Moderated by Tom Sabulis
The Atlanta Braves made shocking news Monday when it announced the team planned to move Atlanta’s major league baseball franchise to Cobb County in time for the 2017 season. With its lease expiring at Turner Field, the team apparently has negotiated an investment of $450 million in public money from Cobb County to help pay for the new stadium. We hear from the team and supporters and critics of the deal.
Commenting is open.
John Schuerholz, president of the Atlanta Braves
Today, I would like to announce that the Atlanta Braves will build a new ballpark, which will open for the 2017 major league baseball season.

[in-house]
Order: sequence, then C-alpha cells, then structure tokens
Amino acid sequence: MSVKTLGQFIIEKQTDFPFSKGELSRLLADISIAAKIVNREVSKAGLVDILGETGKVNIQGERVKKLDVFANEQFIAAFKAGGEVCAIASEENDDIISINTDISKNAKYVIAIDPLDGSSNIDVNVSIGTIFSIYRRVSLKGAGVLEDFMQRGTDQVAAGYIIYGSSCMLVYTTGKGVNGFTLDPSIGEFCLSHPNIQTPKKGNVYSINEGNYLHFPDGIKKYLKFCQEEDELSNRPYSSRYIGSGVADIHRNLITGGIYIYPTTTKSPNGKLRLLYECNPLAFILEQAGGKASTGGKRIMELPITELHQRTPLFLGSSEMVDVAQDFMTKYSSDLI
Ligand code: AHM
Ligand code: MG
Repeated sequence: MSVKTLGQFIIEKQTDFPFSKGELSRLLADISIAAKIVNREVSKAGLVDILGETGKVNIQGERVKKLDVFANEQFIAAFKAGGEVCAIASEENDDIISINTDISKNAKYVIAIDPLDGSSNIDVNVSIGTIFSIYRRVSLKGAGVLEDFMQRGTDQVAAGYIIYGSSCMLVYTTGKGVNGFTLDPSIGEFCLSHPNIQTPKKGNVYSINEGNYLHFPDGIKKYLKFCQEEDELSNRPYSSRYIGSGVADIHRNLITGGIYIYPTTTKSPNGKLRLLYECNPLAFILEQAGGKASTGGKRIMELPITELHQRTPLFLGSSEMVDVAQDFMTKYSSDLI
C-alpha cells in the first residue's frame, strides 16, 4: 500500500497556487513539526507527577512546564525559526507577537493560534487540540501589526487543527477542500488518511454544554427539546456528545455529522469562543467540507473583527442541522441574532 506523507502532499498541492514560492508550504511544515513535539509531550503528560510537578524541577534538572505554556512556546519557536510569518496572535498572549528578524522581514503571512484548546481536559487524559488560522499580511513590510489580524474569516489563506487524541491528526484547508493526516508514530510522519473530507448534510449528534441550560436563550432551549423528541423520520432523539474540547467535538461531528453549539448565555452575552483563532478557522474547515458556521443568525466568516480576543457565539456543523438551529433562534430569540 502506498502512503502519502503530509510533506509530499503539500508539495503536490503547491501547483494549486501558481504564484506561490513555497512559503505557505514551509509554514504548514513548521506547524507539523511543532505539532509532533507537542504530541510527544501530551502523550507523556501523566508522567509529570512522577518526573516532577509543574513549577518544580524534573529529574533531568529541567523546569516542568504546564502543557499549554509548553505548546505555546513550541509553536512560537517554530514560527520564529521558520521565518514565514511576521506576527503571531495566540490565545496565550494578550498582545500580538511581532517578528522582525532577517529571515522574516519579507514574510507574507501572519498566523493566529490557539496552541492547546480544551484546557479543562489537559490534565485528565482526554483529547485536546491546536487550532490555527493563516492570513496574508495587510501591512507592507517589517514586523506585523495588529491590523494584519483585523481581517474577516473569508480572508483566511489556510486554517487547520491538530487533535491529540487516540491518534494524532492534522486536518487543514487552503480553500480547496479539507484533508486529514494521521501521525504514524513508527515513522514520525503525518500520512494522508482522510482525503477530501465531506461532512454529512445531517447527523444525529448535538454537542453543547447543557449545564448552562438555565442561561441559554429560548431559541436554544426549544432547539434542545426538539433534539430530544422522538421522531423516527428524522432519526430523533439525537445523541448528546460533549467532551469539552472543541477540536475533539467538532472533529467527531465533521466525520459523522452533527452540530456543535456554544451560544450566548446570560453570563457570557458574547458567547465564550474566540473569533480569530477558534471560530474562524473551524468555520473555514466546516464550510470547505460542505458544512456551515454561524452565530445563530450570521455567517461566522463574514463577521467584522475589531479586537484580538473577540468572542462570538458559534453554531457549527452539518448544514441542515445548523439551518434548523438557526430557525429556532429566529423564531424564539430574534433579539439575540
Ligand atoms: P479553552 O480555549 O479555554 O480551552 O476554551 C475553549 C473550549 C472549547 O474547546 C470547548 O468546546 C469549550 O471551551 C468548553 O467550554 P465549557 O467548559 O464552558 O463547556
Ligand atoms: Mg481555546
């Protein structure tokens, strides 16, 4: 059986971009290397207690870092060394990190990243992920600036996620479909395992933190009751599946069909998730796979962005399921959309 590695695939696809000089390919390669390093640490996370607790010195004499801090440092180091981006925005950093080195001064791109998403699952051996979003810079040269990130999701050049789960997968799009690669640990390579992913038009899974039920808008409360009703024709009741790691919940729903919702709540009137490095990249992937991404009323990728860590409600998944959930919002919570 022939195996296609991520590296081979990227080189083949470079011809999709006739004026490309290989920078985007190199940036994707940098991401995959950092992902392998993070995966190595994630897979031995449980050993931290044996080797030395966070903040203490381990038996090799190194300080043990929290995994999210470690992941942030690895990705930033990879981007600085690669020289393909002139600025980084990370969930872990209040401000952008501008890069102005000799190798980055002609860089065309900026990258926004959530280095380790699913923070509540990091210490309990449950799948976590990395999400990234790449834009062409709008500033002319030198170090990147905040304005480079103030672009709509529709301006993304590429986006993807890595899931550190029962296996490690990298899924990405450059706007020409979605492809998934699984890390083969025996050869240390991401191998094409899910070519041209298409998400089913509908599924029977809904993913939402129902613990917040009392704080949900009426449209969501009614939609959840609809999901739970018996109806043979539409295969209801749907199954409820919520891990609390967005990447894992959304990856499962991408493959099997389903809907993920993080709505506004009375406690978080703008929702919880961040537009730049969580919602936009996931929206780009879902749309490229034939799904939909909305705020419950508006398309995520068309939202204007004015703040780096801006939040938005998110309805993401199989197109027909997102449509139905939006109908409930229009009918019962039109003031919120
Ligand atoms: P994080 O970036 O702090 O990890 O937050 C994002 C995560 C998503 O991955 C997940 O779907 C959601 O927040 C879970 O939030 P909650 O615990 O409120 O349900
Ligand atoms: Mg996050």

The new location is a short distance from downtown Atlanta at the intersection of I-75 and I-285.
Our lease at Turner Field expires in three short years, but in addition to that, we wanted to find a location that is great for our fans, makes getting to and from the stadium much easier and provides a first-rate game day experience in and around the stadium. Turner Field, which we do not own, is in need of hundreds of millions of dollars of upgrades. Unfortunately, that massive investment would not do anything to improve access or the fan experience. These are issues we simply cannot overcome.
Our vision for the future is grand. The new stadium site will be one of the most magnificent in all of baseball. It will thrive with action 365 days a year. We plan to transform the surrounding area of the new ballpark into a mixed-use destination. It will serve our fans from Atlanta, the Southeast and beyond in the finest of fashions.
David Connell, president and CEO, Cobb Chamber